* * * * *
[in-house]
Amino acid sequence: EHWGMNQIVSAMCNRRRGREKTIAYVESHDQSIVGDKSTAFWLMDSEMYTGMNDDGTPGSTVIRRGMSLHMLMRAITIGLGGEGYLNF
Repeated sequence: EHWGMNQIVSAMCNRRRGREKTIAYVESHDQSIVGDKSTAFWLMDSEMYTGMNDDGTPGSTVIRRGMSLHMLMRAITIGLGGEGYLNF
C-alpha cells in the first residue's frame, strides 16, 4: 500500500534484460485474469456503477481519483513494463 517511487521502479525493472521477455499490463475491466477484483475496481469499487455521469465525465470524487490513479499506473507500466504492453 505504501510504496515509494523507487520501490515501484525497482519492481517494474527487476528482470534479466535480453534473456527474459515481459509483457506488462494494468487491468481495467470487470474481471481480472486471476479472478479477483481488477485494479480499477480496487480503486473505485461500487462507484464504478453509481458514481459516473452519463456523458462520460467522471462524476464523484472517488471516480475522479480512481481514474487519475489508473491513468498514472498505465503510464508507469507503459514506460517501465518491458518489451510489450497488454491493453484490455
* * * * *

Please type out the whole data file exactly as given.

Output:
[in-house]
Amino acid sequence: EHWGMNQIVSAMCNRRRGREKTIAYVESHDQSIVGDKSTAFWLMDSEMYTGMNDDGTPGSTVIRRGMSLHMLMRAITIGLGGEGYLNF
Repeated sequence: EHWGMNQIVSAMCNRRRGREKTIAYVESHDQSIVGDKSTAFWLMDSEMYTGMNDDGTPGSTVIRRGMSLHMLMRAITIGLGGEGYLNF
C-alpha cells in the first residue's frame, strides 16, 4: 500500500534484460485474469456503477481519483513494463 517511487521502479525493472521477455499490463475491466477484483475496481469499487455521469465525465470524487490513479499506473507500466504492453 505504501510504496515509494523507487520501490515501484525497482519492481517494474527487476528482470534479466535480453534473456527474459515481459509483457506488462494494468487491468481495467470487470474481471481480472486471476479472478479477483481488477485494479480499477480496487480503486473505485461500487462507484464504478453509481458514481459516473452519463456523458462520460467522471462524476464523484472517488471516480475522479480512481481514474487519475489508473491513468498514472498505465503510464508507469507503459514506460517501465518491458518489451510489450497488454491493453484490455